As mentioned earlier, one of the problems with existing solutions is that since various HLRs in HPMN 104 may have different capabilities (for example, 2G or 3G), always presenting the same GT (i.e. GT of GLR-H 102) in all LUPs on different HPMN 104 HLRs may confuse some HPMN applications. For example, an HPMN application that triggers a message towards HPMN 104 to determine Second Generation of mobile (2G) or Third Generation of mobile (3G) capabilities of subscriber 112 may end up caching incorrect information. In an embodiment of the present invention, HLR-H 114 sends a RESET message to GLR-H 102, which acts as a VLR of subscriber 112 for HLR-H 114. It will be apparent to a person skilled in the art that the RESET message includes an HLR number or an International Mobile Subscriber Identity (IMSI) list of the affected subscribers as the parameters. Thereafter, GLR-H 102 relays the RESET message to the actual VLR associated with VPMN 106, with GLR-H 102 GT as the HLR number, and the received IMSI list as the parameters in the RESET message. However the VLR may only look at the HLR number parameter in the RESET message. On the other hand, in the prior art GLR implementation, when GLR-H 102 used single GT, upon receiving the RESET message from HLR-H 114, GLR-H 102 sends this RESET message to many other VPMN 106 VLRs, which ideally should not be affected by the reset of HLR-H 114.

HPMN GLR with Enhanced Functionality of Providing Correct HLR Capabilities and Handling an HLR RESET Scenario

Hence in order to overcome the above mentioned problems, the present invention allocates the pool of GTs corresponding to each HLR (i.e. one or more HLRs) associated with HPMN 104, to GLR-H 102, in accordance with one embodiment of the present invention. This means that GLR-H 102 can now use a separate GLR-H 102 GT for each HLR associated with HPMN 104. By doing so, the HPMN application can have a distribution view of each of these HLRs, while the presence of GLR-H 102 and actual location of HPMN 104 HLRs is still hidden from the HPMN application (hence reducing possible security risks). Also, the RESET message from HLR-H 114 is unable to affect mobile communication of outbound roamers associated with other HLRs of the same HPMN 104. In other words, the RESET of HLR-H 114 affects the mobile communication of only those outbound roamers who are associated with HLR-H 114.

HPMN GLR Implementation Using Real HLR GTs

The present invention in an embodiment describes an identity mapping technique. In this technique, HPMN 104 operator allocates a pool of actual HLR GTs to GLR-H 102, thereby mapping the identity of HLRs to GLR-H 102. In contrast to the above embodiment, this identity mapping technique uses the GT of an HLR, rather than using a new GT corresponding to the HLR. In an exemplary case, upon receiving an ‘X’ message from HLR-H 114 with Called Party Address (CdPA) as a Signal Point Code (SPC) of VMSC/VLR-V 120 and Calling Party Address (CgPA) as an SPC of HLR-H 114, GLR-H 102 uses an HLR-H 114 GT as the CgPA to interact with VMSC/VLR-V 120. This eliminates the requirement of additional GTs, since it uses the existing HLR GTs to form the pool of GTs that is used by GLR-H 102.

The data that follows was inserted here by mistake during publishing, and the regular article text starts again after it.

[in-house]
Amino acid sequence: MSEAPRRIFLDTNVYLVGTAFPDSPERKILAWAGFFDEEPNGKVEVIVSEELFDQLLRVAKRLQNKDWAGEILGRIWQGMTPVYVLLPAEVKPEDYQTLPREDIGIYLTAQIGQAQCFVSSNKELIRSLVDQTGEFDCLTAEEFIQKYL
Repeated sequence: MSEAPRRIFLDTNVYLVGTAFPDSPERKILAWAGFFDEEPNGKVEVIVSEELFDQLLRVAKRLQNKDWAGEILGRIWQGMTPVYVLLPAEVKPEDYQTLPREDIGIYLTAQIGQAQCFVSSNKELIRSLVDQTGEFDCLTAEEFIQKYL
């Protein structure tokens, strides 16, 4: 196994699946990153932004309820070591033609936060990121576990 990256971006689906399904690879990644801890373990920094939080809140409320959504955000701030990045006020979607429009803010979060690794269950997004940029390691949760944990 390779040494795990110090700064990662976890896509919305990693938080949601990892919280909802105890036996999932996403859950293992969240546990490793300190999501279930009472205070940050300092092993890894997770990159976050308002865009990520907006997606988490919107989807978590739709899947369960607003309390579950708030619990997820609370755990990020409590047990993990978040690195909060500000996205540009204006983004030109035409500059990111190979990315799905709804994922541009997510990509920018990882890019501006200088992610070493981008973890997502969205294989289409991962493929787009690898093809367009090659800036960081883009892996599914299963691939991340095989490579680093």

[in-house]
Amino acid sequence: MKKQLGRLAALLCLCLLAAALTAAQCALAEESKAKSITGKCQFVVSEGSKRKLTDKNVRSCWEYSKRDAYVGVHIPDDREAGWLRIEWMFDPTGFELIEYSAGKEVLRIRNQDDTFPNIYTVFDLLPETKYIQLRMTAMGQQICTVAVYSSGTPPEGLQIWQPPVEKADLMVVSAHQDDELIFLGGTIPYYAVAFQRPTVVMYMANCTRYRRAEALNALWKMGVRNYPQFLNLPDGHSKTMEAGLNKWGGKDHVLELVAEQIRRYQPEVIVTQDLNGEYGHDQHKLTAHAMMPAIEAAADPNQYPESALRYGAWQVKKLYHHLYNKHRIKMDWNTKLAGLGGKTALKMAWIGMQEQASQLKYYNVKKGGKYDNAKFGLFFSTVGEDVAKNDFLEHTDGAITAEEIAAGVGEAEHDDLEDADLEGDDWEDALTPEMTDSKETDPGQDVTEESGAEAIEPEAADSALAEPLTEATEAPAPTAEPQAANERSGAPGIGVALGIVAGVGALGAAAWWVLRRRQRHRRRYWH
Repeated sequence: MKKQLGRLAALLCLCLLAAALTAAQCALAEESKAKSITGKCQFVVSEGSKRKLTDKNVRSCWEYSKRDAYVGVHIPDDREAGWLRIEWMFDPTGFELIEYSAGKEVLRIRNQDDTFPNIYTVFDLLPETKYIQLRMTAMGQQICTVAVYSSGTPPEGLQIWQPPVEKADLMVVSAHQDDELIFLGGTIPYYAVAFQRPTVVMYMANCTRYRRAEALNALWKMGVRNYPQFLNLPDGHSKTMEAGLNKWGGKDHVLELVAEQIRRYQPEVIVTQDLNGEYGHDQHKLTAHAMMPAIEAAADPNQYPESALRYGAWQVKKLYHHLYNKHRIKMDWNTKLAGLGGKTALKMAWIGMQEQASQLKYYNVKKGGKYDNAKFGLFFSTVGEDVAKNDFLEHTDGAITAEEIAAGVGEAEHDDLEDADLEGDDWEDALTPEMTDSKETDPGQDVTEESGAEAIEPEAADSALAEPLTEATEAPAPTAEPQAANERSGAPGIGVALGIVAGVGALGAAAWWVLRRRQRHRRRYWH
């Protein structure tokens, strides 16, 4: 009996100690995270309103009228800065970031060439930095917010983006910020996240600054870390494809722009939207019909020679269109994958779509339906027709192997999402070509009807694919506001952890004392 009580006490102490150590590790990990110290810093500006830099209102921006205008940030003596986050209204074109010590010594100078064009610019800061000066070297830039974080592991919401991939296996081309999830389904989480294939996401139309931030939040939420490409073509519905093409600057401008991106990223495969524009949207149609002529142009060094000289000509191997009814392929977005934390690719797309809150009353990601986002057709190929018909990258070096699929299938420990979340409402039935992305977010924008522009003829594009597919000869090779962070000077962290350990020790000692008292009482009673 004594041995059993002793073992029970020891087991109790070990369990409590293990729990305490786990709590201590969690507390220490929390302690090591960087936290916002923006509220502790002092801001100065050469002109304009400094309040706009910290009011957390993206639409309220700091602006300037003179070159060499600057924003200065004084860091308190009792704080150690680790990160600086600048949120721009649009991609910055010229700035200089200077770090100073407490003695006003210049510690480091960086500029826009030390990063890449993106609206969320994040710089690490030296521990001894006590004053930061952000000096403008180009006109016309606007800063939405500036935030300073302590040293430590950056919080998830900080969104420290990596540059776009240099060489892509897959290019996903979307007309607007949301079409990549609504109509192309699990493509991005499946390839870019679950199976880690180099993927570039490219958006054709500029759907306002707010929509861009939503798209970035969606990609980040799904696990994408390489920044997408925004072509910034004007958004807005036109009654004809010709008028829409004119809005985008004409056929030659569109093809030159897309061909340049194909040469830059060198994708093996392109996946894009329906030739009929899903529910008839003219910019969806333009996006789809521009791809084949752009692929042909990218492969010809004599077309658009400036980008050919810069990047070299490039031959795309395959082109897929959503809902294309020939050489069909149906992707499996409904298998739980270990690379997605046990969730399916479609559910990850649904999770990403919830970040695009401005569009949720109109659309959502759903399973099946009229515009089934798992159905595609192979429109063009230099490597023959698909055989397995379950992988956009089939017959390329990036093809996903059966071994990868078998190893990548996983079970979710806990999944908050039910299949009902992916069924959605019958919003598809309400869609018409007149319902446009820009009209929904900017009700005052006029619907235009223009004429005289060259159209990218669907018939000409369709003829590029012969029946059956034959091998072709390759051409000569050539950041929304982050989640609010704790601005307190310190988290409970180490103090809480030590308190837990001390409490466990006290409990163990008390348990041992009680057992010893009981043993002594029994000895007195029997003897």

Handling of HPMN GLR Failure Scenario

Moreover, in the prior art GLR implementation, when GLR-H 102 goes down (for example, due to malfunctioning or improper software upgrade of GLR-H 102), all E.214 (i.e. Mobile Global Title) signaling messages from VPMN 106 to GLR-H 102 and all E.164 (i.e. dialed number) signaling messages directly to GLR-H 102 are affected. In other words, all MT services of all outbound roamers (i.e. HPMN 104 subscribers that are roaming in VPMN 106), irrespective of their HLRs get affected due to GLR-H 102 failure. Hence in order to overcome this problem, in accordance with an embodiment of the present invention, the pool of GLR-H 102 GTs corresponding to one or more HLRs in HPMN 104 is used. However this requires configuring an STP associated with HPMN 104 (i.e. STP-H 128 or ISTP-H 130) to redirect either all signaling messages or different blocks of E.214 signaling messages, corresponding to the outbound roamers of each HLR (including subscriber 112 corresponding to HLR-H 114), to GLR-H 102. In other words, STP-H 128 (or ISTP-H 130) is configured for each GT of GLR-H 102 (i.e. for each HLR in HPMN 104), to route these signaling messages to an SPC of GLR-H 102. The signaling messages correspond to various MAP messages such as, but not limited to, a Send Authentication Information (SAI), a LUP (corresponding to a registration message), an Insert Subscriber Data (ISD), a Send Routing Information (SRI), a Send Routing Information for Short Message (SRI-SM), a RestoreData, and a Provide Roaming Number (PRN). In another embodiment of the present invention, when GLR-H 102 fails, STP-H 128 (or ISTP-H 130) is configured for providing failover support by routing signaling messages with a GT of GLR-H 102 to the GT's corresponding HLR, instead of GLR-H 102. For example, when GLR-H 102 fails, and STP-H 128 (or ISTP-H 130) receives a signaling message originating from VPMN 106 and intended for HPMN 104, it (i.e. STP-H 128 or ISTP-H 130) redirects the received message to an SPC of HLR-H 114 or an HLR-X depending on whether GLR-H 102 GT in that signaling message corresponds to HLR-H 114 or HLR-X, respectively.